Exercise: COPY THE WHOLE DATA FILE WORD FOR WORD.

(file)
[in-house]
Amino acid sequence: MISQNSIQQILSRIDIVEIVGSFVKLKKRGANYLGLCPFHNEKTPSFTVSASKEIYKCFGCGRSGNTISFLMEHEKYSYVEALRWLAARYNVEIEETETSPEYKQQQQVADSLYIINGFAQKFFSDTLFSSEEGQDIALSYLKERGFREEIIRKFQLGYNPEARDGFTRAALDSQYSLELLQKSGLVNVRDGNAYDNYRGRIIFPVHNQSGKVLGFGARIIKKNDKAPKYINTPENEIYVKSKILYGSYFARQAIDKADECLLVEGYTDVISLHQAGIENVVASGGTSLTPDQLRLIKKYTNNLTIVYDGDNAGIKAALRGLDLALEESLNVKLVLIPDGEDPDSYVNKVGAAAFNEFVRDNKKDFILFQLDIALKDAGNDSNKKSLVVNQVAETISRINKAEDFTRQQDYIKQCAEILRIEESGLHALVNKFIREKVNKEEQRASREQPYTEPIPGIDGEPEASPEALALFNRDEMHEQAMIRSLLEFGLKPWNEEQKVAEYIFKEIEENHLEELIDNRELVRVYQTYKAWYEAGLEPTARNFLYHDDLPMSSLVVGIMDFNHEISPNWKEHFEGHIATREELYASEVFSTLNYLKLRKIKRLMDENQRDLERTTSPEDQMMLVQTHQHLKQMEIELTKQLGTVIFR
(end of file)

[in-house]
Amino acid sequence: MISQNSIQQILSRIDIVEIVGSFVKLKKRGANYLGLCPFHNEKTPSFTVSASKEIYKCFGCGRSGNTISFLMEHEKYSYVEALRWLAARYNVEIEETETSPEYKQQQQVADSLYIINGFAQKFFSDTLFSSEEGQDIALSYLKERGFREEIIRKFQLGYNPEARDGFTRAALDSQYSLELLQKSGLVNVRDGNAYDNYRGRIIFPVHNQSGKVLGFGARIIKKNDKAPKYINTPENEIYVKSKILYGSYFARQAIDKADECLLVEGYTDVISLHQAGIENVVASGGTSLTPDQLRLIKKYTNNLTIVYDGDNAGIKAALRGLDLALEESLNVKLVLIPDGEDPDSYVNKVGAAAFNEFVRDNKKDFILFQLDIALKDAGNDSNKKSLVVNQVAETISRINKAEDFTRQQDYIKQCAEILRIEESGLHALVNKFIREKVNKEEQRASREQPYTEPIPGIDGEPEASPEALALFNRDEMHEQAMIRSLLEFGLKPWNEEQKVAEYIFKEIEENHLEELIDNRELVRVYQTYKAWYEAGLEPTARNFLYHDDLPMSSLVVGIMDFNHEISPNWKEHFEGHIATREELYASEVFSTLNYLKLRKIKRLMDENQRDLERTTSPEDQMMLVQTHQHLKQMEIELTKQLGTVIFR